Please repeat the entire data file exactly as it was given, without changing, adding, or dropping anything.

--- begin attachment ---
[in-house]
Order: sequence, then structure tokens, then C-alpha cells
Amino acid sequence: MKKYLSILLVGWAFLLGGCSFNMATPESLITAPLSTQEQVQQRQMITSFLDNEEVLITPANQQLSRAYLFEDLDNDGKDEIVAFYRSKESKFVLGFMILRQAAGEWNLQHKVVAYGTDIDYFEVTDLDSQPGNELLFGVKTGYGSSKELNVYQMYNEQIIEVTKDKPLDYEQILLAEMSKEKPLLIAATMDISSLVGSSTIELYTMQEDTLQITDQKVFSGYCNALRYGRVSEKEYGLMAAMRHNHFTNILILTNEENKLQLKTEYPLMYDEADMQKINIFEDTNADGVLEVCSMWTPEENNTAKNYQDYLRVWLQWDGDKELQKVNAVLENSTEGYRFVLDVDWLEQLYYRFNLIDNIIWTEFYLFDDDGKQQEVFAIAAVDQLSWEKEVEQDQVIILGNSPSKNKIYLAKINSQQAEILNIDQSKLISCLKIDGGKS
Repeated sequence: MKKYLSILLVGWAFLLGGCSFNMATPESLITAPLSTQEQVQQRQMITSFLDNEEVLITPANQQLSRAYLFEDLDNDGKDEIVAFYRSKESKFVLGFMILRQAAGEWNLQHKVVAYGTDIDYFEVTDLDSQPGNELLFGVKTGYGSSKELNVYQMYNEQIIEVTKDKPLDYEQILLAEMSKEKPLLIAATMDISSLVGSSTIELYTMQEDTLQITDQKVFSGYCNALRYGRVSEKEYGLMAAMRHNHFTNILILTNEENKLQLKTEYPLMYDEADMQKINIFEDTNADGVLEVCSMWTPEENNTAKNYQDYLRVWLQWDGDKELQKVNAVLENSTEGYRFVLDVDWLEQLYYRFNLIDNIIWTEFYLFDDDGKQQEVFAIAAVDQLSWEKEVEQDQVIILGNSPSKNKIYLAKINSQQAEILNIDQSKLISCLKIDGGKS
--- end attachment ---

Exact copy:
[in-house]
Order: sequence, then structure tokens, then C-alpha cells
Amino acid sequence: MKKYLSILLVGWAFLLGGCSFNMATPESLITAPLSTQEQVQQRQMITSFLDNEEVLITPANQQLSRAYLFEDLDNDGKDEIVAFYRSKESKFVLGFMILRQAAGEWNLQHKVVAYGTDIDYFEVTDLDSQPGNELLFGVKTGYGSSKELNVYQMYNEQIIEVTKDKPLDYEQILLAEMSKEKPLLIAATMDISSLVGSSTIELYTMQEDTLQITDQKVFSGYCNALRYGRVSEKEYGLMAAMRHNHFTNILILTNEENKLQLKTEYPLMYDEADMQKINIFEDTNADGVLEVCSMWTPEENNTAKNYQDYLRVWLQWDGDKELQKVNAVLENSTEGYRFVLDVDWLEQLYYRFNLIDNIIWTEFYLFDDDGKQQEVFAIAAVDQLSWEKEVEQDQVIILGNSPSKNKIYLAKINSQQAEILNIDQSKLISCLKIDGGKS
Repeated sequence: MKKYLSILLVGWAFLLGGCSFNMATPESLITAPLSTQEQVQQRQMITSFLDNEEVLITPANQQLSRAYLFEDLDNDGKDEIVAFYRSKESKFVLGFMILRQAAGEWNLQHKVVAYGTDIDYFEVTDLDSQPGNELLFGVKTGYGSSKELNVYQMYNEQIIEVTKDKPLDYEQILLAEMSKEKPLLIAATMDISSLVGSSTIELYTMQEDTLQITDQKVFSGYCNALRYGRVSEKEYGLMAAMRHNHFTNILILTNEENKLQLKTEYPLMYDEADMQKINIFEDTNADGVLEVCSMWTPEENNTAKNYQDYLRVWLQWDGDKELQKVNAVLENSTEGYRFVLDVDWLEQLYYRFNLIDNIIWTEFYLFDDDGKQQEVFAIAAVDQLSWEKEVEQDQVIILGNSPSKNKIYLAKINSQQAEILNIDQSKLISCLKIDGGKS